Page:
Exit of the United Kingdom from the EU and its Impact on the Employment of British Citizens in the Czech Republic and Social Security of People Moving between the Czech Republic and the United Kingdom
On 31 January 2020, the United Kingdom of Great Britain and Northern Ireland (hereinafter referred to as the "UK") left the European Union (hereinafter referred to as the "EU") under the conditions agreed to in the so-called Withdrawal Agreement, which entered into force on 1 February 2020. The Agreement ensures that persons defined in the personal scope of the agreement will be granted the right of residence, access to the labour market and social security until the end of their life (subject to certain conditions).
The Withdrawal Agreement distinguishes between the end of the transitional period, i.e. 31 December 2020, when both parties to the agreement (EU and UK) fully apply EU law, and the period from 1 January 2021, when there will be no free movement of persons (workers) between the UK and the EU, but residence, labour and social security rights, which were established before the end of the transitional period, are maintained.
The key for whether you, as a British citizen, retain your rights is whether you or your family members can prove your residence or employment in the Czech Republic before the end of 2020 (i.e. before the end of the transitional period). A detailed explanation of the implementation of the Withdrawal Agreement can be found HERE (524.24 kB).
Before the end of 2020, the European Union and the United Kingdom managed to conclude a new agreement that regulating relations between them in the future. This agreement is called the Trade and Cooperation Agreement and it was also agreed that it would be applicable from 1 January 2021.
Unlike the Withdrawal Agreement, which has the same scope of application as the coordination regulations, the Trade and Cooperation Agreement does not apply to EEA states, Switzerland and also to the terrritory of Gibraltar.
The new Agreement does not regulate the conditions of accessing the labour market. This means that British citizens who want to start working in the Czech Republic from 1 January 2021 will have to obtain a certain form of work permit, just like citizens of other third countries. The same will apply to Czech citizens entering the British labour market.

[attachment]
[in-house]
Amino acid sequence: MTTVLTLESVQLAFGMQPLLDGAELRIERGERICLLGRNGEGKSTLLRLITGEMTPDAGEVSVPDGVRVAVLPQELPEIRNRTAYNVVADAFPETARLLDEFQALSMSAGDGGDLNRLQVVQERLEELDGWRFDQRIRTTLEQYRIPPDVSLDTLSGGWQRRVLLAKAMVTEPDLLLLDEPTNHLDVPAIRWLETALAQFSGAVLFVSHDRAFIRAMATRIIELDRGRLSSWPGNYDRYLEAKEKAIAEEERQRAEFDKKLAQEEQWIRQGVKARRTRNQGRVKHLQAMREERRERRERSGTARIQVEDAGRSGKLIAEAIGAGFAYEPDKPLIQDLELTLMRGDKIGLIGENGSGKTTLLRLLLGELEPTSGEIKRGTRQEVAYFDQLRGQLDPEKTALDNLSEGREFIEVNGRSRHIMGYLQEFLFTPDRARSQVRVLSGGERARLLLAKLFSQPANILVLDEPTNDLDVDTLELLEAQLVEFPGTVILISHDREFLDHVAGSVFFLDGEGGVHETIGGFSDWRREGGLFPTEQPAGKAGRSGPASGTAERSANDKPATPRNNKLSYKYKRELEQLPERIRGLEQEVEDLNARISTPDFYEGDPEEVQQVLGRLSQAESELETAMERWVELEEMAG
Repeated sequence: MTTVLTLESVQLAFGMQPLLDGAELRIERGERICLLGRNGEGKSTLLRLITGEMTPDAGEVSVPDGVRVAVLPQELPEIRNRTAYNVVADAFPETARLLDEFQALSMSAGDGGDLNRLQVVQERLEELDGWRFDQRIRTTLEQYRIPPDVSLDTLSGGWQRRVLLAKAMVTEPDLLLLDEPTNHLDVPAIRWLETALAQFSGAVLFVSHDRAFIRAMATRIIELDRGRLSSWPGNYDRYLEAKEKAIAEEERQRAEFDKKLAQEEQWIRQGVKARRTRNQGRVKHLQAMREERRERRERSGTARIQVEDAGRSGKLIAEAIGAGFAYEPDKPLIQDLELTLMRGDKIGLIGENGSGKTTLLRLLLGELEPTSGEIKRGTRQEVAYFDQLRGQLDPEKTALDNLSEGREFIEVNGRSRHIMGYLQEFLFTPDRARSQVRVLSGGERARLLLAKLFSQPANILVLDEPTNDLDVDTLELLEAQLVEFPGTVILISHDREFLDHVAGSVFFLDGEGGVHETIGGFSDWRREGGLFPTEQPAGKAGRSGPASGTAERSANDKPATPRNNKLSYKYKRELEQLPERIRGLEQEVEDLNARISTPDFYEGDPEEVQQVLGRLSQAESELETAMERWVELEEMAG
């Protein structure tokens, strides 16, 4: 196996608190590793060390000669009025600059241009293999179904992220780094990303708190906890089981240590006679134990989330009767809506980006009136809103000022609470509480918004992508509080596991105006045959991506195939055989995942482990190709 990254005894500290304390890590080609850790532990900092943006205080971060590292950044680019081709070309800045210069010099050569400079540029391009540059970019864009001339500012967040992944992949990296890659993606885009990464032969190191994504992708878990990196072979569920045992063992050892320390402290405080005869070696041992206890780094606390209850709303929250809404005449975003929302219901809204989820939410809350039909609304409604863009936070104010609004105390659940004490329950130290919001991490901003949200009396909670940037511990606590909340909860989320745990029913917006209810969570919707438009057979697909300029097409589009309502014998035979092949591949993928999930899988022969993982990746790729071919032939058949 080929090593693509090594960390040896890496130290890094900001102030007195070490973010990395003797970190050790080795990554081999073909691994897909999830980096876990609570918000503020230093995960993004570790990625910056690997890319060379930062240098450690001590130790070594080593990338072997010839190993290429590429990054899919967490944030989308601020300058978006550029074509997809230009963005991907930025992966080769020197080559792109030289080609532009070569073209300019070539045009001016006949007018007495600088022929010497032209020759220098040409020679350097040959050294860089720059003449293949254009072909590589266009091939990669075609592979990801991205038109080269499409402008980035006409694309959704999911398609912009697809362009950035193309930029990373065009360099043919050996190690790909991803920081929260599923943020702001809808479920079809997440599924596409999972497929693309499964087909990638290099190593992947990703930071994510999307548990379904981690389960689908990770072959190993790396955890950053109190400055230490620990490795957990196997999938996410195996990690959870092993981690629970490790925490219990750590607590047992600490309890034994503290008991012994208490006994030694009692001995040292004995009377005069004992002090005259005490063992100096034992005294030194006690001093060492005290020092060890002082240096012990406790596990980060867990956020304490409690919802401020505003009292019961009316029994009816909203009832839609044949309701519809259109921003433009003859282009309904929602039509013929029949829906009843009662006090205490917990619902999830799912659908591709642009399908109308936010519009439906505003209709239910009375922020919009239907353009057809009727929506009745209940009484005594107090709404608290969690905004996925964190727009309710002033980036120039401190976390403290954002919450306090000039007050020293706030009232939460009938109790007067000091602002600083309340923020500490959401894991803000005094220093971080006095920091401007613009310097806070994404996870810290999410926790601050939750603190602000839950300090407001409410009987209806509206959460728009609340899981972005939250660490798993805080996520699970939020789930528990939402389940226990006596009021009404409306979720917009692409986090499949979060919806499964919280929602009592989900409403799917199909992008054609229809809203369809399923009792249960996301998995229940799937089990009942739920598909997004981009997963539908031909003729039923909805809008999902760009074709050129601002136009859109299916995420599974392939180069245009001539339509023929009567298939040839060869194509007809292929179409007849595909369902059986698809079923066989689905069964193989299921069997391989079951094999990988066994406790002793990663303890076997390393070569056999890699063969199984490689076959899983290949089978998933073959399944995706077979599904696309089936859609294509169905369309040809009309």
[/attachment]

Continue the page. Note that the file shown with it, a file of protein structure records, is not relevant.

The new Trade and Cooperation Agreement only conditions for certain forms of labour mobility for business purposes, namely:
- allows the transfer of employees from EU / UK based companies to work in an associated company based in the UK / EU for a maximum of 3 years (so-called intra-corporate transferees).
- facilitates the movement of "contractors" or "independent experts"
- allows for so-called "business visits", which do not provide services, entry, short stay and the performance of a specific activity.
Although the Agreement on Trade and Cooperation leaves the conditions for access the labour market of both parties up to national legislation, it lays down detailed rules for the coordination of social security.
The Agreement provides for access to social security for all persons who have been or are subject to the legislation of the contracting parties. At the same time, the Agreement applies only to persons in the so-called cross-border situation, i.e. a situation that includes both one or more EU Member State on the one hand and the UK on the other. Persons whose situation is limited in all respects to only one party to the Agreement, shall not be subject to the provisions of the Agreement.
The Trade and Cooperation Agreement regulates access to the following benefit systems:
- sickness benefits;
- maternity benefits and equivalent paternity benefits;
- invalidity benefits;
- old-age and survivors' benefits;
- benefits in respect of accidents at work and occupational diseases;
- death grants;
- unemployment benefits;
- pre-retirement benefits.
Family benefits, long-term care benefits and some other benefits are explicitly excluded from the scope of the Agreement. This means that access to them will be governed exclusively by the national legislations of both parties, not by the Agreement.
The Agreement also sets out further principles in the approach to social security:
- determining only one state (one party to the Agreement) where the person will be insured, i.e. exclusion of concurrent insurance in more than one state.
- the principle of equal treatment irrespective of the nationality of the person
- aggregation of insurance / employment / residence periods
- export of benefits
The entry into force of the Trade and Cooperation Agreement does not mean that the Withdrawal Agreement will cease to apply. In the field of mobility of persons and coordination of social security, the two agreements operate side by side, but each with a different personal and material scope.
More information, not only on these issues but also on maintaining the social security entitlements of Czech citizens returning from the UK, can be found under Frequently Asked Questions.
You can also find more information on www.brexitinfo.cz
Poslední aktualizace: 28. 6. 2021